In John 14:28 Jesus makes the statement, "The Father is greater than I." This text is freely used by Jehovah's Witnesses to show that Jesus is inferior in nature to the Father. But they have failed to understand the "second Adam" significance of this text. As the new Adamjesus was in perfect subordination to His Father. As the second Adamjesus obeyed the commands of His Father (John 15:10). As the second Adamjesus did not operate on His own, but was taught by His Father (John 8:28). He always did that which was pleasing to His Father (John 8:29). He was in a relationship of perfect subordination to His Father. He was Adam as Adam was intended to be.

Jesus also had a perfect relationship with His fellow human beings as He walked on this earth. This relationship with others was beautifully illustrated by the foot washing service in John 13. Jesus "did not come to be served, but to serve" (Mark 10:45). "He went around doing good" (Acts 10:38). "He made himself nothing, taking the very nature of a servant... he humbled himself" (Phil. 2:5- 8). If every person on earth had the spirit and attitude of Jesus there would be sweet harmony in the loving service each would provide for the others. True equality is found in mutual submission and service. Jesus demonstrated in His relationships with others that He was Adam as Adam was intended to be.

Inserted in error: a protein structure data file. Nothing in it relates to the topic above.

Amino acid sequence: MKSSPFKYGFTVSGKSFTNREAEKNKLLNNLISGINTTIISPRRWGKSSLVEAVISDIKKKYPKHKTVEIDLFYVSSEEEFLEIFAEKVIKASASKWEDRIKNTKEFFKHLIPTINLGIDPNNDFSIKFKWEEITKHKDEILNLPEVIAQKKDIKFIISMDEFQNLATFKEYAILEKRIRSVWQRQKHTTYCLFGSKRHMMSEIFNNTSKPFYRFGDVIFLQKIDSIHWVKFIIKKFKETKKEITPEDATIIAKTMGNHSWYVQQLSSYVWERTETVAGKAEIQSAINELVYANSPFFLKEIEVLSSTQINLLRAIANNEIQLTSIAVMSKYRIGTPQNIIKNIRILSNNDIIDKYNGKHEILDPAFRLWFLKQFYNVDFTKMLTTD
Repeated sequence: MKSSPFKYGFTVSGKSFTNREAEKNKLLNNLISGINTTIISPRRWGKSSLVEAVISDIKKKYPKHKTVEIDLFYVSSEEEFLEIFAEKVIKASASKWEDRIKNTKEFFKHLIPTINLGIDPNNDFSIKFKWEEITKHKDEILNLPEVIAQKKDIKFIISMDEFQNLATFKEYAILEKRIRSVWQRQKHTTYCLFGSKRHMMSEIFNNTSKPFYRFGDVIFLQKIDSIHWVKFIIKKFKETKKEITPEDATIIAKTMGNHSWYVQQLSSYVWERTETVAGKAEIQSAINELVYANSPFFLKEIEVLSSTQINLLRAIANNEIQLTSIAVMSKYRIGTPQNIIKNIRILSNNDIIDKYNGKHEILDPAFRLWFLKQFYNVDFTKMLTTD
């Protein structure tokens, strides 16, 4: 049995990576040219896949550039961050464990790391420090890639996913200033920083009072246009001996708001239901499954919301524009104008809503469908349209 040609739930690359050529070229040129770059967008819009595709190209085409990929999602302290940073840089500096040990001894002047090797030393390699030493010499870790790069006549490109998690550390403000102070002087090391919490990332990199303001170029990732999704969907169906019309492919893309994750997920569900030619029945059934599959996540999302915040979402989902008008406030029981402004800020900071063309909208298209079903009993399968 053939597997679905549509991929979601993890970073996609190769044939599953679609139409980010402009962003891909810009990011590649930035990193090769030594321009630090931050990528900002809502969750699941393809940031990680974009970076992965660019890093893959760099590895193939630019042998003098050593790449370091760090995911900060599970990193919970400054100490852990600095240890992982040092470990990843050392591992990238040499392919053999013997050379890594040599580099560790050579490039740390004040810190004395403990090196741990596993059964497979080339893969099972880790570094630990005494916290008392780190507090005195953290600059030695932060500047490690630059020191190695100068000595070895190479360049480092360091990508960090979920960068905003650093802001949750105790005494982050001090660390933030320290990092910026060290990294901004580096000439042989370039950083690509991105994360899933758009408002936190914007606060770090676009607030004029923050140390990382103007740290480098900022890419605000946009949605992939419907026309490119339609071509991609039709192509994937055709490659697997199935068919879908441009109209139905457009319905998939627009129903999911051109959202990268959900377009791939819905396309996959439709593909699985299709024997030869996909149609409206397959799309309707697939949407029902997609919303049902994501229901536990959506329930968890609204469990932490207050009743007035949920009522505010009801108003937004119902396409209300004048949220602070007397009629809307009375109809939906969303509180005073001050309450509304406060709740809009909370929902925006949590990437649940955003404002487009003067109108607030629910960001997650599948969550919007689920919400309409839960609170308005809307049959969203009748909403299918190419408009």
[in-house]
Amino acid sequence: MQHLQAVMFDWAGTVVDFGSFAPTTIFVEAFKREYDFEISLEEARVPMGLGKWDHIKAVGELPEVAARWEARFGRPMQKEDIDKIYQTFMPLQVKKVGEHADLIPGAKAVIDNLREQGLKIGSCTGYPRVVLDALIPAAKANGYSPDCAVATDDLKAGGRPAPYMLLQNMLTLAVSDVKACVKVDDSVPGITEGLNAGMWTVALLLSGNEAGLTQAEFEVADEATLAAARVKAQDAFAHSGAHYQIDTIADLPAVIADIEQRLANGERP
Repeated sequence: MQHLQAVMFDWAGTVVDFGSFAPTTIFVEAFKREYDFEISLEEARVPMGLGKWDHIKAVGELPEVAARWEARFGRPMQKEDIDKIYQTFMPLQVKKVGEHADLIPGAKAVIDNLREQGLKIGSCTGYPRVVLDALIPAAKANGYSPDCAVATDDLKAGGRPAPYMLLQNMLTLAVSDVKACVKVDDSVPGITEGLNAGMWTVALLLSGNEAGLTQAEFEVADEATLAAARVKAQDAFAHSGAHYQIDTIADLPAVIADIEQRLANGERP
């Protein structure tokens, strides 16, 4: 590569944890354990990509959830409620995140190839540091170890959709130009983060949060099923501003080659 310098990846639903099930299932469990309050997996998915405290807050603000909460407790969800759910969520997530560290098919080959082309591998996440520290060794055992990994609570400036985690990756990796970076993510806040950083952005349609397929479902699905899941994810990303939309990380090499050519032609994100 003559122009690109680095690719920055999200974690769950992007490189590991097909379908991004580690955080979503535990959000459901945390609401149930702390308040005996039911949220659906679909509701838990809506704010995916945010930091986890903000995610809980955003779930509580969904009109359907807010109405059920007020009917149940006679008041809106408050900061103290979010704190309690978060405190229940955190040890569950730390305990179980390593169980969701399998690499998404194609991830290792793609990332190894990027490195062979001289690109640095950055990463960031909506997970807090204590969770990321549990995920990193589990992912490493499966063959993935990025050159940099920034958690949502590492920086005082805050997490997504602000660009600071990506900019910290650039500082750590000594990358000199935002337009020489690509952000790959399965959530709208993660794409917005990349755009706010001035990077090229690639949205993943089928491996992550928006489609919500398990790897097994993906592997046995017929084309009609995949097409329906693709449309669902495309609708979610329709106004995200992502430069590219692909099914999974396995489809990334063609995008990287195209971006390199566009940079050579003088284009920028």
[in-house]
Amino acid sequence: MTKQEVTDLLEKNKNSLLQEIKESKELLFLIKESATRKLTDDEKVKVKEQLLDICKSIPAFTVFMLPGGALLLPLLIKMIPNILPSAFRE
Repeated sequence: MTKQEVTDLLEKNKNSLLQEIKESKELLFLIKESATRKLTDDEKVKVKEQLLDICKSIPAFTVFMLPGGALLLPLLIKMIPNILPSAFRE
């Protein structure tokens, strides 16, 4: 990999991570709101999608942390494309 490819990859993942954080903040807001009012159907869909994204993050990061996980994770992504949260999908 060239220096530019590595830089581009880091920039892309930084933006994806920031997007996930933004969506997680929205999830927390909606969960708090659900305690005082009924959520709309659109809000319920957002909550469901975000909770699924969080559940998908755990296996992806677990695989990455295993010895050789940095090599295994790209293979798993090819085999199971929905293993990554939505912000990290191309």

It is in His relationship with the environment that the parallels between Jesus and Adam become especially interesting. The first Adam was created to rule over the earth (Gen. 1:26, 28; Heb. 2:6-8). The second Adam inherited that role from the first by the new creation (Heb. 2:8, 9). He was Adam as Adam was intended to be. Thus many of the stories in the gospels make sense as illustrations of Jesus' dominion over the earth.